“In God we trust” became the official motto of the United States in 1956. Two years prior, the words “under God” were added to the pledge of alliance. However, long before official coinage and pledges, faith in God permeated people’s thoughts and hearts. First President, George Washington, stated “Let us indulge the supposition that morality can be maintained without religion. Whatever may be conceded to the influence of refined education on the minds of peculiar structure, reason and experience, both forbid us to expect that national morality can prevail in exclusion of religious principle” (Demoss’ The Rebirth of America, 1986). The forefathers of the United States observed and respected the value of godly principles, understanding that without such the nation would never reach its full potential.

A nation that puts its trust in God will be blessed. “Blessed is the nation whose God is the LORD; and the people whom he hath chosen for his own inheritance” (Ps. 33:12). It should be understood that America is not God’s chosen people, but rather the church that Christ built in the first century that contributes to the nation and encourages leaders and citizens to put God first in the principles that govern the nation (Gal. 6:16). The principles upon which the nation establishes its foundation should be grounded firmly in the Holy Scriptures, remembering “If the foundations be destroyed, what can the righteous do?” (Ps. 11:3). If chaos consumes the country, Christians have fewer and fewer opportunities to convert the lost. God expressly cares for government and the people under any nation.

God establishes three basic institutions to benefit mankind: the home, the church, and the government. The Almighty Creator designs each to support and uplift the other (Rom 13:1-14). God ordains different responsibilities and authorities within each establishment, nothing and no one sits in a position of authority unless God permits. A nation that tries to move God and His Word out of public life may be a nation whose days are numbered. What can faithful Christians do as citizens?

Christians exist both as citizens of God’s kingdom and citizens of a nation here on earth. God commands His citizens to do what is possible to be the “salt of the earth” and the “light of the world” (Matt. 5:13-16) as citizens of their nations. In order to be this salt and light, God requires that Christians “Render unto Caesar the things which are Caesar’s” (Matt. 22:21). One must pay taxes and tribute to their governments. While taxes may be used for evil, they are also employed to protect the rights to assemble for worship, freedom of religion, and freedom to preach the truth. God permits America to be in a position of power for a reason, and Christians should not be a hinderance to the Lord’s providential work (Rom. 13:1,2). To the best of his/her ability, a Christian is to be a good citizen by respecting the law (1 Peter 2:13-17).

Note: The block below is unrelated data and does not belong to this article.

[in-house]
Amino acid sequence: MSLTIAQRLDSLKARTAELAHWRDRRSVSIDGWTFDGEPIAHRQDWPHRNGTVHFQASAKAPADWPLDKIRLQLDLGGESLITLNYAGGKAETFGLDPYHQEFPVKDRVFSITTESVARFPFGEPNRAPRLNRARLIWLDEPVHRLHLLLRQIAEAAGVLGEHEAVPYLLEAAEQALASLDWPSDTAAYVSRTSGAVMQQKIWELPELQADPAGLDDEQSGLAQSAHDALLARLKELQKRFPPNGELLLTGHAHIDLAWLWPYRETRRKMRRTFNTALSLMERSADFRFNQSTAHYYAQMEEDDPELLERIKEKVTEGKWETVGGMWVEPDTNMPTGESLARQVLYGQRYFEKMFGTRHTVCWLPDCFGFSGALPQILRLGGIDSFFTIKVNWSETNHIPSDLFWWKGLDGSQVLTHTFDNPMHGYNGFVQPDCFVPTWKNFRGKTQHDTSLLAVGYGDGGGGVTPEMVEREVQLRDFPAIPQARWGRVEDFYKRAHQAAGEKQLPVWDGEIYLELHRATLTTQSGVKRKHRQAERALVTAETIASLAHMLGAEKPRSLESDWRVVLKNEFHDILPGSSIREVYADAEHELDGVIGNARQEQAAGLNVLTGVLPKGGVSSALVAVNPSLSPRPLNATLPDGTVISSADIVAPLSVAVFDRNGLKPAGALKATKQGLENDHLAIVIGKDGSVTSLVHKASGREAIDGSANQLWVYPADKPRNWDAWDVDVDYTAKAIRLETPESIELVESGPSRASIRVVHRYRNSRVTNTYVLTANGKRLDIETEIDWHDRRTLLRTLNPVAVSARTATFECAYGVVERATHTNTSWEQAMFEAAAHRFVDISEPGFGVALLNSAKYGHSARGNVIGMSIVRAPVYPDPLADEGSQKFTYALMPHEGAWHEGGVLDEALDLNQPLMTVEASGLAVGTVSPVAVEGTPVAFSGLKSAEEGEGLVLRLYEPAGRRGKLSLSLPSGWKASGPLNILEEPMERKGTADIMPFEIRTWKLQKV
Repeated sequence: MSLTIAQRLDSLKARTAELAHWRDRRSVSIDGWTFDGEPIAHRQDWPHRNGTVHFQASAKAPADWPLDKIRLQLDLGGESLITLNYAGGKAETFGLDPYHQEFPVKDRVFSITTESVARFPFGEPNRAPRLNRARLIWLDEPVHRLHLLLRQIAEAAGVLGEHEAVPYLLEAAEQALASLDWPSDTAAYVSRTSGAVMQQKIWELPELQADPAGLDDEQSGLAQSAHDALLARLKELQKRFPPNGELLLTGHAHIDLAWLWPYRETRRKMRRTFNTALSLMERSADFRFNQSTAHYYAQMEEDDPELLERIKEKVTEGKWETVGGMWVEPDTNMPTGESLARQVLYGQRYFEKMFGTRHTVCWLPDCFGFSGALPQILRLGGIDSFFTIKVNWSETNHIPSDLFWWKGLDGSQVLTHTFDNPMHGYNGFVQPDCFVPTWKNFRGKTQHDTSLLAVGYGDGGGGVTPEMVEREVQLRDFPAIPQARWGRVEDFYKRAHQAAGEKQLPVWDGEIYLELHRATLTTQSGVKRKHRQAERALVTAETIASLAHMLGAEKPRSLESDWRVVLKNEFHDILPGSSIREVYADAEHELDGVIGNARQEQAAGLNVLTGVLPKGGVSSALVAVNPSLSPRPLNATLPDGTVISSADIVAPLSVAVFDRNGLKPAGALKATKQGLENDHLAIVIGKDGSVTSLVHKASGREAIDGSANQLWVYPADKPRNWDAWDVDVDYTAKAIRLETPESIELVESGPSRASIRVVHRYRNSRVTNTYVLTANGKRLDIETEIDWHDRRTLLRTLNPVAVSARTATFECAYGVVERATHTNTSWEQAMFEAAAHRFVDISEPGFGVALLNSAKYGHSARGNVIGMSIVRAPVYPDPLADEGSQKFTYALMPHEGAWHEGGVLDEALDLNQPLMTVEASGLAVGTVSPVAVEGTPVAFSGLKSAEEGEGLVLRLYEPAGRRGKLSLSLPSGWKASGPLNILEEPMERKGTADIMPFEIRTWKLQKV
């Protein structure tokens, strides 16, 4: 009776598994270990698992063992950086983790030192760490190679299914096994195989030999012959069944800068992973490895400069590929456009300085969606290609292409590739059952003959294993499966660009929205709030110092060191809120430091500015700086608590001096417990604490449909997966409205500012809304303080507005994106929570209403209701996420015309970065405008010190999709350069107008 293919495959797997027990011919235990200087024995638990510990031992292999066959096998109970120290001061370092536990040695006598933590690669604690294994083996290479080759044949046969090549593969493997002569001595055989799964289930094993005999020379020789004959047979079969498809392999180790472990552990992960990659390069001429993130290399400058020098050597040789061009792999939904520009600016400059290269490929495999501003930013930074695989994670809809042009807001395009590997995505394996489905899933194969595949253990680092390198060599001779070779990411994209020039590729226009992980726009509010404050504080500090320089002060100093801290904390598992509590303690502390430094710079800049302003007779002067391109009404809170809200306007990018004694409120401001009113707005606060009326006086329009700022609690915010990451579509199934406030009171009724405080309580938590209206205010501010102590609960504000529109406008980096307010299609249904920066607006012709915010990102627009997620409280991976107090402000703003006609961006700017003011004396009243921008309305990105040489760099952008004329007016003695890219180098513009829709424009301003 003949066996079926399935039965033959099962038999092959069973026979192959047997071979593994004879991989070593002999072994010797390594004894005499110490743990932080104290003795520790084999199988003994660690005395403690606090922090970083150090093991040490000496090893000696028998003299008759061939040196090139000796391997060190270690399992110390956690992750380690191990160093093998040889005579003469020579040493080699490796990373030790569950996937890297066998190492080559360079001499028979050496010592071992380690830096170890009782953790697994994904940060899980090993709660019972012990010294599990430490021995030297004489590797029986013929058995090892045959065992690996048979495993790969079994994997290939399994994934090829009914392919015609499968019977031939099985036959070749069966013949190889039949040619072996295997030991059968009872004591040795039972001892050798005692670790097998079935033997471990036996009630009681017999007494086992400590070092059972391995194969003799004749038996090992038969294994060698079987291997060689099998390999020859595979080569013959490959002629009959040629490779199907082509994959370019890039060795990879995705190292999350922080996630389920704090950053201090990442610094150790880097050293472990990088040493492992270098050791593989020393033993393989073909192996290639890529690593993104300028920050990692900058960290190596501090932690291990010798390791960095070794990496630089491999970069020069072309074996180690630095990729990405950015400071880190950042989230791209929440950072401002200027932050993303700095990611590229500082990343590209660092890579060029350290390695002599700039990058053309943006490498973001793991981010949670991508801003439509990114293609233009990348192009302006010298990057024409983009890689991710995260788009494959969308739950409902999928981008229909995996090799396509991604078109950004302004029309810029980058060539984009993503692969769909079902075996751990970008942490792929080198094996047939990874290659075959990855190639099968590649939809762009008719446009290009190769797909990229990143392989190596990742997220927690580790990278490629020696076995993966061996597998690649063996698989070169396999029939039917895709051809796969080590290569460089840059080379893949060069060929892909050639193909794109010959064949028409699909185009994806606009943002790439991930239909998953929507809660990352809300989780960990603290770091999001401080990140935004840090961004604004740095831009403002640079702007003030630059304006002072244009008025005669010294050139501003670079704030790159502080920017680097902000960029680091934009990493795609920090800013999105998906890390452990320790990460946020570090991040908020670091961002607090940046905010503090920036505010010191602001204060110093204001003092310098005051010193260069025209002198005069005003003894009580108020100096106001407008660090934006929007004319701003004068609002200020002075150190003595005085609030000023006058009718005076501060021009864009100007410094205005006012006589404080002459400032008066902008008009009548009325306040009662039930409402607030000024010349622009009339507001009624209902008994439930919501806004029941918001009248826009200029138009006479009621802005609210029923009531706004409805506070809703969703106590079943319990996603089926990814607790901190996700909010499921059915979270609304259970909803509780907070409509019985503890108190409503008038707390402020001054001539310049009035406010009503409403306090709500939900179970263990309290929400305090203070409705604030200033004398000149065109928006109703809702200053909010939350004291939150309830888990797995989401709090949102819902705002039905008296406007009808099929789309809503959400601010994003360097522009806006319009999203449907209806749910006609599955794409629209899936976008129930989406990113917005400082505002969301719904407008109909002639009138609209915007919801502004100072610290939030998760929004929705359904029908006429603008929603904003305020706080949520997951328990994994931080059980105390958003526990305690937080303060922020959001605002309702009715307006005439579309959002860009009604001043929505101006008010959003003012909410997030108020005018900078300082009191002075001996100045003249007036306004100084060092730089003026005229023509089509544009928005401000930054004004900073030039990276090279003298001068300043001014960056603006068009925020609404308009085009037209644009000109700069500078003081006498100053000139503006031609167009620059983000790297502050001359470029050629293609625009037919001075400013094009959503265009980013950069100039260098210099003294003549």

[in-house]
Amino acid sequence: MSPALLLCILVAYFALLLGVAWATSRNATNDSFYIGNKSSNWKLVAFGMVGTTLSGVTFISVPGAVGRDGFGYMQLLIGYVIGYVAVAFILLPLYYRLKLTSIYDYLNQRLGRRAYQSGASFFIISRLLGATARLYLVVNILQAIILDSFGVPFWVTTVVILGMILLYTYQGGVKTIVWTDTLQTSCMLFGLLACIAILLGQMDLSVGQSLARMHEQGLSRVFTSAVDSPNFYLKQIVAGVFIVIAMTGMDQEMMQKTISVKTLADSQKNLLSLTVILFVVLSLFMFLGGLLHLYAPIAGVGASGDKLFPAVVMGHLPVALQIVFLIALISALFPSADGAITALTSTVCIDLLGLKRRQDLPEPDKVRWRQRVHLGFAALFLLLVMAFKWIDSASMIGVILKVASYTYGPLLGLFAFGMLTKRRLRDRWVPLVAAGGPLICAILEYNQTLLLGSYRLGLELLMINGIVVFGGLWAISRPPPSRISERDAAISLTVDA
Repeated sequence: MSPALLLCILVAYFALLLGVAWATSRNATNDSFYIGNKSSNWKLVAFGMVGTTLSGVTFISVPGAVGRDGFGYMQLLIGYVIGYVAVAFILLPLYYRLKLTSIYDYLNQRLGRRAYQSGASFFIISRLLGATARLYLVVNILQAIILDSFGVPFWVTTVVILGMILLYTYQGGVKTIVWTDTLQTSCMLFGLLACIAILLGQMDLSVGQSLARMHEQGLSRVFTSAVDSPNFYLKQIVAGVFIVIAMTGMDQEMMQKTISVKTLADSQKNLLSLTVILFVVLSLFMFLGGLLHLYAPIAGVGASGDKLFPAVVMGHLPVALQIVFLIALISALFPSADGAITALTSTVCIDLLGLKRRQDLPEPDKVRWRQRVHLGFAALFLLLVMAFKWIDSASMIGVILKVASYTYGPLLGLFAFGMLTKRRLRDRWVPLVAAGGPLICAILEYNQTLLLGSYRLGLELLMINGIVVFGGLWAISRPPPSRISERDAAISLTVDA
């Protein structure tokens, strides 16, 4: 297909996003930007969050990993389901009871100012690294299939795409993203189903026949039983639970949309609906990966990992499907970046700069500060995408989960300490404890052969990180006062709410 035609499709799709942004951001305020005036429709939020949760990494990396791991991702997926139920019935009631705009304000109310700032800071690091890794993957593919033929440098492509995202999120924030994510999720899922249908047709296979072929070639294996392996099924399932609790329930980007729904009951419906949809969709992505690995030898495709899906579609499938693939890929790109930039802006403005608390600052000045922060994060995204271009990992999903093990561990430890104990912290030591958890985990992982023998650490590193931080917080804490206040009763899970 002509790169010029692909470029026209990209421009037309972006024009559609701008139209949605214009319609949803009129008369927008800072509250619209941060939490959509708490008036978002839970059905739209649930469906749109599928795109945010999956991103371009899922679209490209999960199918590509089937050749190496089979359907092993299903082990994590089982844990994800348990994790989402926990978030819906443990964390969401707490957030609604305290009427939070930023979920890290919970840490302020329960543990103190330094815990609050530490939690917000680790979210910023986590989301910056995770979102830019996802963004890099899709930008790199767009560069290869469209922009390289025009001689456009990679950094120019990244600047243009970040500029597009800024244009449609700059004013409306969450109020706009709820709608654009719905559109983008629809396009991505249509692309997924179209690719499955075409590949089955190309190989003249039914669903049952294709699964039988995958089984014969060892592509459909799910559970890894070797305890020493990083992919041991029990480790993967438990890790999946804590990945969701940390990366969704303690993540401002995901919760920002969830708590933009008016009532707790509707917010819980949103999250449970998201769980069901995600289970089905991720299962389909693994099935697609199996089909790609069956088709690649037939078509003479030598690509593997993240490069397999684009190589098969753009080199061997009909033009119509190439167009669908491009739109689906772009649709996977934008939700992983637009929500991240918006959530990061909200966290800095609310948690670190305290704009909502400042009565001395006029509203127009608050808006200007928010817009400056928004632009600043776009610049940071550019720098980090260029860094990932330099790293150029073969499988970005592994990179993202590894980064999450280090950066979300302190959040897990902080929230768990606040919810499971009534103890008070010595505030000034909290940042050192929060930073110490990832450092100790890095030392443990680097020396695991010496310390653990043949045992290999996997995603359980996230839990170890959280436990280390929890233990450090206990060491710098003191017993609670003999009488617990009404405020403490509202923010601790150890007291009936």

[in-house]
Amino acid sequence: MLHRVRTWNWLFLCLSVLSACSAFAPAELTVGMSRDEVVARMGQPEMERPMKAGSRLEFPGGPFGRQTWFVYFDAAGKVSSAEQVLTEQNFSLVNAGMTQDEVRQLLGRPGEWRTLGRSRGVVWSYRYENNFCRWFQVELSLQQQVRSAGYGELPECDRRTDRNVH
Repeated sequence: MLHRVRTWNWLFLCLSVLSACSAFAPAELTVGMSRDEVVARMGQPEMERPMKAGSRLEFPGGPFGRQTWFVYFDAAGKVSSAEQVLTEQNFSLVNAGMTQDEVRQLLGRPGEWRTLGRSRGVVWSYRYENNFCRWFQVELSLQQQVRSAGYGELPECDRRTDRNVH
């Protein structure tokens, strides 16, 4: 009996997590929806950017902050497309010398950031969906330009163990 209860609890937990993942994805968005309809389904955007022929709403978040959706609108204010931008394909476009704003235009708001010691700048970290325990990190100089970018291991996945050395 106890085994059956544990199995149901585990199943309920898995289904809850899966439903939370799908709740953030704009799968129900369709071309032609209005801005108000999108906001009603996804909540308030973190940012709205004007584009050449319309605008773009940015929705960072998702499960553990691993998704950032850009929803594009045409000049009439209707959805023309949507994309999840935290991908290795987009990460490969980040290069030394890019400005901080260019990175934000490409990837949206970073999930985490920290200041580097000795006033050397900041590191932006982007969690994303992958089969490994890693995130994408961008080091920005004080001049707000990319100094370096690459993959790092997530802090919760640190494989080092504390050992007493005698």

Furthermore, God demands that Christians pray for their leaders. Paul instructs, “I exhort therefore, that, first of all, supplications, prayers, intercessions, and giving of thanks, be made for all men; For kings, and for all that are in authority; that we may lead a quiet and peaceable life in all godliness and honesty” (1 Tim. 2:2). Christians should believe in the power of prayer and the providential hand of God in government. Christians should love the land and people enough to pray for them and preach to them the truth in love (Isa. 58:1; Eph. 4:15). All Christians must understand that their first obligation and loyalty must be to the Lord and His kingdom (Acts 5:29), but that does not negate the love the follower of God should have for their country.

Ultimately, the Christians responsibility to their country and fellow citizens is to be a Christian example in truth and good works. Right after Paul talks about obeying government authority in Romans 13, he gives a list of attributes and examples for Christians to show their community. God wants the people of every nation to see His people in the following light. Paul writes:

Owe no man any thing, but to love one another: for he that loveth another hath fulfilled the law. For this, Thou shalt not commit adultery, Thou shalt not kill, Thou shalt not steal, Thou shalt not bear false witness, Thou shalt not covet; and if there be any other commandment, it is briefly comprehended in this saying, namely, Thou shalt love thy neighbour as thyself. Love worketh no ill to his neighbour: therefore love is the fulfilling of the law (Rom. 13:8-10).

The only true exposure to faith and love that many people in this world will have is their Christian friend and neighbor. Every child of God should make the most of the opportunities that God gives them. God’s providential hand preserves the peace and prosperity of America to give its Christian citizens the opportunity to make a difference in the lives of others.

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